My original plan for year 2 of my front garden project was to design, prepare the soil, and plant both the Side Slope and the Fragrant Garden. (See Update on the Front Garden Project for a diagram of the various planned garden areas.) During the winter, as I worked on the design for the Side Slope and came to terms with just how big that area is and how many months it would take, I scaled back my plans, deciding that I would try to get most of the soil prepared for the Fragrant Garden this fall, but would design the planting over the winter and put plants in next spring.
My plans changed again in late August, when I learned that my favorite nursery would be closing at the end of the season (see Bittersweet Best Wishes). As a result, when I completed the Side Slope at the end of August (see The Side Slope: Mission Accomplished), I went to work double-time not only on preparing the soil for the Fragrant Garden, but also on designing the planting. The goal was to get as many of the plants as possible in the ground by early October.
The Fragrant Garden is an area roughly 19’ x 10’ at the front of my new addition, sitting under the big master bedroom window. My vision for this garden is that it will be filled from early summer until fall with fragrant flowers whose scent will waft through open windows into my bedroom on summer nights.
I had been making lists of plant possibilities for months, so I quickly put together a planting design (above) as I worked on preparing the soil in September. This will be a mixed planting of shrubs (mock orange and roses), perennials (lavender, dianthus, peonies, daylilies, oriental lilies, phlox) and annuals (night-scented stock, sweet peas, moonflower). The lavender here are Lavandula augustifolia ‘Hidcote,’ which is also growing along the lavender walk to the right of this planting (in front of the deck). As far as I’m concerned, any fragrant garden needs roses and peonies. I have not grown any of the annuals included here before, but they are all highly recommended for fragrant gardens.
Some might be surprised to see daylilies in this planting (except that I love daylilies and grow them in almost all my garden areas ), but the daylilies in this planting are all varieties with wonderful fragrance. They include two clumps of a nocturnal, fragrant pass-along daylily that I’m pretty sure is the fragrant species, Hemerocallis citrina. The other four daylilies are cultivars from the Barth breeding program. The Barths (father Joseph and son Nick) are Maine daylily breeders who were breeding for fragrance during the years that other breeders were working on ruffles, doubling, and picotees. Each grouping of three daylilies will include the midseason-blooming H. citrina, one early-midseason variety, and one late-midseason variety.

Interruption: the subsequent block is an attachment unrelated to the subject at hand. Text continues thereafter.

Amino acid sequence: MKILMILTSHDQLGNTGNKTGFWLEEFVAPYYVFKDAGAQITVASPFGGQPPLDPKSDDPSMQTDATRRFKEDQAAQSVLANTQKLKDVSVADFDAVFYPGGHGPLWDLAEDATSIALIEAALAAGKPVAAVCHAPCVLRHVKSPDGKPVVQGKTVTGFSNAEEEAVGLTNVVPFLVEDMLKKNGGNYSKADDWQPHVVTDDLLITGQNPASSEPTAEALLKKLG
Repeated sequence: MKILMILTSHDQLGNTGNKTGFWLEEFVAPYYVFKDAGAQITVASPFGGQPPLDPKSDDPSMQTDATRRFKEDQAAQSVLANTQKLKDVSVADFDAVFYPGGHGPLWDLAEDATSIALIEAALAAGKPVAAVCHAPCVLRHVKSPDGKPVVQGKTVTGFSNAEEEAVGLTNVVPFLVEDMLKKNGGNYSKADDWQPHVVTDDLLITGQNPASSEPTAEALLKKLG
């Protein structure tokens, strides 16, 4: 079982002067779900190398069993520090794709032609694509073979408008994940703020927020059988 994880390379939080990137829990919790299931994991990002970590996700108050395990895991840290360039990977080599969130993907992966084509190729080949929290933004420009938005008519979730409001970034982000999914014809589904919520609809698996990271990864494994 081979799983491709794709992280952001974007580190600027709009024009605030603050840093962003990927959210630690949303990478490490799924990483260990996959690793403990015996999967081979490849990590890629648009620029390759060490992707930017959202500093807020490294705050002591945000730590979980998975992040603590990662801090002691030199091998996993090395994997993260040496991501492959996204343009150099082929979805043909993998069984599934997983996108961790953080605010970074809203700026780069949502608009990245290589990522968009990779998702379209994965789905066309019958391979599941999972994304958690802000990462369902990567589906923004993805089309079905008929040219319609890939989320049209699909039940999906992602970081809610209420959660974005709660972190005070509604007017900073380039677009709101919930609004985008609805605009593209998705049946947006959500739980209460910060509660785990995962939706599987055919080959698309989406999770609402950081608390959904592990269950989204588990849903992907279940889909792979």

I knew that this planting needed some kind of focal point that would work both for those looking out the window from inside and those viewing it from the walkway on the outside. I would have loved one of those big Lunaform urns, but they are way out of my budget. I considered getting a big pot of some kind from a favorite local potter, but I found nothing there that would work well. There was a big pot that had the mass and the strong colors I wanted for this space, but it would need to be brought inside for the winter and is too heavy for me to lift and carry by myself. I also considered some birdbaths they had that come apart into two pieces and are easier to move, but the only two available were both in colors too muted to work well in this location. I finally decided that a better (and more affordable) option would be a cluster of three bright blue gazing balls set on stands at different heights in the center of the flower bed. I’ve included several divisions of the groundcover geranium G. x cantabrigiense ‘Biokovo’ to go underneath the gazing balls. I have an infinite supply of this geranium, it has wonderfully aromatic foliage, and it will form a dense mat of low-growing foliage that will keep weeds from growing.
Because this garden area is level and consisted mostly of loose, sandy backfill where few plants had seeded themselves since the construction, the process of amending the soil went much more quickly than it had on the Side Slope. Within a month after I began, the soil was ready for plants, and most went in the ground the first week in October. The Casablanca lily bulbs were added last week, after they arrived as part of my bulb order from Fedco. Roses, phlox, annuals, and one daylily that wasn’t available this fall will be added in the spring.
I’m pleased to have made so much progress on my front garden this year. Next year, I hope to add a small rain garden to the left of this planting (where the downspout carries rain down from the roof) and then move on to the lower garden. By this time next year, my new front garden should be more than half done.
For mid-October in Maine, there are a surprising number of blooms in my garden. I rushed around taking photographs yesterday, ahead of the killing frost forecast for last night. But, in fact, although temperatures fell well below freezing, only tender annuals were affected. Last night’s frost did end the season for the tropical morning glories (Ipomoea tricolor ‘Heavenly Blue’), and most (but not all) of the cosmos were also hit. The annual cleome, however, came through relatively unscathed.
The truth is that I’m tired of the cosmos and cleome, which I planted to fill in the new front flower beds and which turned out to be way too much of a good thing. Although the cleome survived the frost, I’ll probably cut them down this week; I want to make sure that they don’t go to seed and leave me gifts of unwanted cleome plants for years to come.
I am surprised by how many perennials are still in bloom. There are, for example, a few last flowers on the tall summer phlox. Along the Lavender Walk, the lavender are still going strong, where they are still joined by flowers of Echinacea purpurea ‘Magnus’’.
Further along the walkway, there are also flowers on two varieties of dianthus.